Eighteen years ago this week, I was walking on the outskirts of a village in Western Wollega, Ethiopia. My interpreter and I were near a middle-aged man's grass hut as he came over toward us. A few young children were playing nearby in the dirt. We started talking and learned that he and his wife had had five children but lost two of these when they were young, several years ago. I don't remember the details of the conversation but I do remember the sadness with which he told us that one of those children had died for want of an antibiotic that cost about $30 USD. He turned away as he explained that he had no access to that kind of money. I wasn't sure whether he was hiding tears or embarrassment. Either way, that memory had retreated into dormancy along with so many others from that visit - until today.
This afternoon I scanned the news on my phone. I swiped past the news of the partial government shutdown to a story told by a 47-year-old mother from Minneapolis named Nicole Smith-Holts. She described how her 26-year-old son had moved to his own apartment from her house shortly after he turned twenty-six. He was an insulin-dependent diabetic and she knew he had lost her health insurance coverage having reached the cut-off age. She did NOT know how expensive his insulin and supplies were without any insurance - about $1300 per month! A few weeks after he moved out, he was found dead in his new home and an autopsy revealed the cause of death to be a diabetic coma. This was attributed to insufficient use of the insulin - which he couldn't afford. I have a thirty year-old son and can't imagine the level of sorrow and guilt Nicole will forever live with.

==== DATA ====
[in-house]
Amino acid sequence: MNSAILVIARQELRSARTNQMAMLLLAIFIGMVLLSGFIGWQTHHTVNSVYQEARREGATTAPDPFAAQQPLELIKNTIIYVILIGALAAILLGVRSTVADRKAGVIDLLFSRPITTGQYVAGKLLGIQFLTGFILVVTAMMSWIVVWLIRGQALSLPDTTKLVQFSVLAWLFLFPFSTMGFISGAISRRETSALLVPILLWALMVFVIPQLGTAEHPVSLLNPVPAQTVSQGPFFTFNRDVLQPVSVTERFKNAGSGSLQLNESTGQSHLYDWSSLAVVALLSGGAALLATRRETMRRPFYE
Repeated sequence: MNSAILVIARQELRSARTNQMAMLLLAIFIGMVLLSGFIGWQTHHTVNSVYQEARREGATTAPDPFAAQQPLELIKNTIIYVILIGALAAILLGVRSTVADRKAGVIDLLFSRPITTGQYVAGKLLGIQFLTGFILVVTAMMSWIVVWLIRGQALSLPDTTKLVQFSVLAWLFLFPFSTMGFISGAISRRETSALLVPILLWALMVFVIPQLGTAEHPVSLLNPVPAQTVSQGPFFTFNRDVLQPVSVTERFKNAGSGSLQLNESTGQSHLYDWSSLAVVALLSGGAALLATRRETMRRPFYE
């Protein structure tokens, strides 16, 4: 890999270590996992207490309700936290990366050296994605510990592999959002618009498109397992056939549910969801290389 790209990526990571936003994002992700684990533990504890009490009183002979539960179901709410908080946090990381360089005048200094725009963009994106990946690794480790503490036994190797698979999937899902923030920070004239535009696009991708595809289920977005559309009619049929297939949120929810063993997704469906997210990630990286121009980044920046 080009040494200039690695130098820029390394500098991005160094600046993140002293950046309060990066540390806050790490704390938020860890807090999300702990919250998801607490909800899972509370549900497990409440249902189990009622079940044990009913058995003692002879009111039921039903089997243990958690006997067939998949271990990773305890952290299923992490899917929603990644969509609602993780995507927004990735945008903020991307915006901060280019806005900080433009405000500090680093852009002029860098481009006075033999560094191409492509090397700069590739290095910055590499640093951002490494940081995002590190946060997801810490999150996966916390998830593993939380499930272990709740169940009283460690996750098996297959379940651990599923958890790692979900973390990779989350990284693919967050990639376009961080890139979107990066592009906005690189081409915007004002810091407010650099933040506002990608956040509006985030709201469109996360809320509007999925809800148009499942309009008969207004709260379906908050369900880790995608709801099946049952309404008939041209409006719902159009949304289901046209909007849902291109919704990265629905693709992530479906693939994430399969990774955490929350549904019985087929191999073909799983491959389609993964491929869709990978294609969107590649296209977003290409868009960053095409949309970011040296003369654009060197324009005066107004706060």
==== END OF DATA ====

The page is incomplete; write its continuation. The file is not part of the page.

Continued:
Reading her story today brought back my memories from Ethiopia, and on reflection I realize how similar our two countries can be - though there is obviously a difference of scale. My own recollections from Ethiopia may or may not recede again into the hither regions of my mind. Her emotional trauma never will.
I find it very disconcerting that even here in the wealthiest nation on earth, we still contribute to such ongoing sorrow with our government policies and the self-centered priorities we condone. According to the National Institutes of Health, in the year 2018 we spent less than $1 billion on researching the causes and treatment of diabetes - The US military budget by contrast, spends $2 billion PER DAY. According to Forbes, we spend more on "defense" than Russia, China, Saudi Arabia, India, Iran, Korea, UK and France - combined. The importance of a strong national defense can't be overstated but to keep this in perspective, diabetes typically kills more than six hundred people PER DAY! Diabetes is an enemy of the people.
The US government has a partial shutdown over a $5 billion wall. This continues to be all over the headlines. And yet the lack of serious funding for a dreaded disease and daily killer goes unnoticed and will never make the headlines.
WHY IS THAT?
Lab photo by Zoltan Tasi